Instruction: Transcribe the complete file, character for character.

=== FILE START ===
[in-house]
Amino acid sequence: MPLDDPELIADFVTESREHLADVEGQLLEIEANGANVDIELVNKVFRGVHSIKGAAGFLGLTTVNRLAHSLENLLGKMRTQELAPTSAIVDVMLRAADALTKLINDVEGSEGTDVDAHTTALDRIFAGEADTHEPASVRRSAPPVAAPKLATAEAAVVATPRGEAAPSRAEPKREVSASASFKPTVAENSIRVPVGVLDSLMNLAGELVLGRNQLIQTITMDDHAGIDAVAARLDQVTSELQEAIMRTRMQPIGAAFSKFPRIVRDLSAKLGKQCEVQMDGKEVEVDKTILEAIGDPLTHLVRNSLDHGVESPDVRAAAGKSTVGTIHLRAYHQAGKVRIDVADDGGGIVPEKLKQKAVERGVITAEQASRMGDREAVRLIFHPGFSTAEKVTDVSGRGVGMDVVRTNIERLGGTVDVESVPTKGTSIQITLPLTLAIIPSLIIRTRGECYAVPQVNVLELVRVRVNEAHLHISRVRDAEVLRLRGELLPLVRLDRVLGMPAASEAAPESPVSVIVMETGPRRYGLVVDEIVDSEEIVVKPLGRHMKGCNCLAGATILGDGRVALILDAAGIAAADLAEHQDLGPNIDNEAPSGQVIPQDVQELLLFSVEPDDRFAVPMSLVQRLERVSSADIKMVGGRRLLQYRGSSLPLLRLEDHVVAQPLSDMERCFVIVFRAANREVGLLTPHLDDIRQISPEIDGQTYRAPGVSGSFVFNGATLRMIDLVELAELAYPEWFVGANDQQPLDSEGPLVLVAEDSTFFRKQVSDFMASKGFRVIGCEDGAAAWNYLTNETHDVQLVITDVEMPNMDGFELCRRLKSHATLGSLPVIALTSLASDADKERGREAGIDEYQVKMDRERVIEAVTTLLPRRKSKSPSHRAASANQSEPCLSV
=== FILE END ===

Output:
[in-house]
Amino acid sequence: MPLDDPELIADFVTESREHLADVEGQLLEIEANGANVDIELVNKVFRGVHSIKGAAGFLGLTTVNRLAHSLENLLGKMRTQELAPTSAIVDVMLRAADALTKLINDVEGSEGTDVDAHTTALDRIFAGEADTHEPASVRRSAPPVAAPKLATAEAAVVATPRGEAAPSRAEPKREVSASASFKPTVAENSIRVPVGVLDSLMNLAGELVLGRNQLIQTITMDDHAGIDAVAARLDQVTSELQEAIMRTRMQPIGAAFSKFPRIVRDLSAKLGKQCEVQMDGKEVEVDKTILEAIGDPLTHLVRNSLDHGVESPDVRAAAGKSTVGTIHLRAYHQAGKVRIDVADDGGGIVPEKLKQKAVERGVITAEQASRMGDREAVRLIFHPGFSTAEKVTDVSGRGVGMDVVRTNIERLGGTVDVESVPTKGTSIQITLPLTLAIIPSLIIRTRGECYAVPQVNVLELVRVRVNEAHLHISRVRDAEVLRLRGELLPLVRLDRVLGMPAASEAAPESPVSVIVMETGPRRYGLVVDEIVDSEEIVVKPLGRHMKGCNCLAGATILGDGRVALILDAAGIAAADLAEHQDLGPNIDNEAPSGQVIPQDVQELLLFSVEPDDRFAVPMSLVQRLERVSSADIKMVGGRRLLQYRGSSLPLLRLEDHVVAQPLSDMERCFVIVFRAANREVGLLTPHLDDIRQISPEIDGQTYRAPGVSGSFVFNGATLRMIDLVELAELAYPEWFVGANDQQPLDSEGPLVLVAEDSTFFRKQVSDFMASKGFRVIGCEDGAAAWNYLTNETHDVQLVITDVEMPNMDGFELCRRLKSHATLGSLPVIALTSLASDADKERGREAGIDEYQVKMDRERVIEAVTTLLPRRKSKSPSHRAASANQSEPCLSV